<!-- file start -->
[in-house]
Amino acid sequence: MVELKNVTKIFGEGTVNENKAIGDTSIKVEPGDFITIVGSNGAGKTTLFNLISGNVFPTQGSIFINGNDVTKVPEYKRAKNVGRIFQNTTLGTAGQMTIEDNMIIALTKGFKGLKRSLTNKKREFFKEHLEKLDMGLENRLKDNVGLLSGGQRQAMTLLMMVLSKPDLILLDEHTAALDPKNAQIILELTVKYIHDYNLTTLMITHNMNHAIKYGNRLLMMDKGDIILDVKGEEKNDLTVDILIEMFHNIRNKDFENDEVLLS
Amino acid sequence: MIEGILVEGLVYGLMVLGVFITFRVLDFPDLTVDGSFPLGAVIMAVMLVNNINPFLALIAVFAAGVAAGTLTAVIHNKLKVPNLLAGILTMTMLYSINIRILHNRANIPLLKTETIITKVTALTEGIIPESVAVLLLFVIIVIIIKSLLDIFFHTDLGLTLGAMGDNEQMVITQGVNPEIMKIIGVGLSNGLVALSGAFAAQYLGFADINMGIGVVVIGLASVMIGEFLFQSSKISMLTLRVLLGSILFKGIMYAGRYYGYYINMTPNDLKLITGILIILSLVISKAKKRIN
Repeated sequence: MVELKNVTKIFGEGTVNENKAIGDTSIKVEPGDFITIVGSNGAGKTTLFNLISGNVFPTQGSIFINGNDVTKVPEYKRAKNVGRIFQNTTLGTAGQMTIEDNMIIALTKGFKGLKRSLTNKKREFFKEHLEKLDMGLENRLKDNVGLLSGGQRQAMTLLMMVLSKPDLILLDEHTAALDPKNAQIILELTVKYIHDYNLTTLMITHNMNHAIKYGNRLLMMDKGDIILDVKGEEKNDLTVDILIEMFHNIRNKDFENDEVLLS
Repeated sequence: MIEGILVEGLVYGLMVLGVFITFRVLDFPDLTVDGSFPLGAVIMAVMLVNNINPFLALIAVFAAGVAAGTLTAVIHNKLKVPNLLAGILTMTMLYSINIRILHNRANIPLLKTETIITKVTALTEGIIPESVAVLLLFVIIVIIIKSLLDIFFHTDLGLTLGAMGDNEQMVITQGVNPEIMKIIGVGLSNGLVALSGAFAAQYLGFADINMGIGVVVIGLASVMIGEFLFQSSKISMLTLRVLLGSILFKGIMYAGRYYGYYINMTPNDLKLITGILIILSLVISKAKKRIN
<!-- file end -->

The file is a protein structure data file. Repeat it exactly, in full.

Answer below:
[in-house]
Amino acid sequence: MVELKNVTKIFGEGTVNENKAIGDTSIKVEPGDFITIVGSNGAGKTTLFNLISGNVFPTQGSIFINGNDVTKVPEYKRAKNVGRIFQNTTLGTAGQMTIEDNMIIALTKGFKGLKRSLTNKKREFFKEHLEKLDMGLENRLKDNVGLLSGGQRQAMTLLMMVLSKPDLILLDEHTAALDPKNAQIILELTVKYIHDYNLTTLMITHNMNHAIKYGNRLLMMDKGDIILDVKGEEKNDLTVDILIEMFHNIRNKDFENDEVLLS
Amino acid sequence: MIEGILVEGLVYGLMVLGVFITFRVLDFPDLTVDGSFPLGAVIMAVMLVNNINPFLALIAVFAAGVAAGTLTAVIHNKLKVPNLLAGILTMTMLYSINIRILHNRANIPLLKTETIITKVTALTEGIIPESVAVLLLFVIIVIIIKSLLDIFFHTDLGLTLGAMGDNEQMVITQGVNPEIMKIIGVGLSNGLVALSGAFAAQYLGFADINMGIGVVVIGLASVMIGEFLFQSSKISMLTLRVLLGSILFKGIMYAGRYYGYYINMTPNDLKLITGILIILSLVISKAKKRIN
Repeated sequence: MVELKNVTKIFGEGTVNENKAIGDTSIKVEPGDFITIVGSNGAGKTTLFNLISGNVFPTQGSIFINGNDVTKVPEYKRAKNVGRIFQNTTLGTAGQMTIEDNMIIALTKGFKGLKRSLTNKKREFFKEHLEKLDMGLENRLKDNVGLLSGGQRQAMTLLMMVLSKPDLILLDEHTAALDPKNAQIILELTVKYIHDYNLTTLMITHNMNHAIKYGNRLLMMDKGDIILDVKGEEKNDLTVDILIEMFHNIRNKDFENDEVLLS
Repeated sequence: MIEGILVEGLVYGLMVLGVFITFRVLDFPDLTVDGSFPLGAVIMAVMLVNNINPFLALIAVFAAGVAAGTLTAVIHNKLKVPNLLAGILTMTMLYSINIRILHNRANIPLLKTETIITKVTALTEGIIPESVAVLLLFVIIVIIIKSLLDIFFHTDLGLTLGAMGDNEQMVITQGVNPEIMKIIGVGLSNGLVALSGAFAAQYLGFADINMGIGVVVIGLASVMIGEFLFQSSKISMLTLRVLLGSILFKGIMYAGRYYGYYINMTPNDLKLITGILIILSLVISKAKKRIN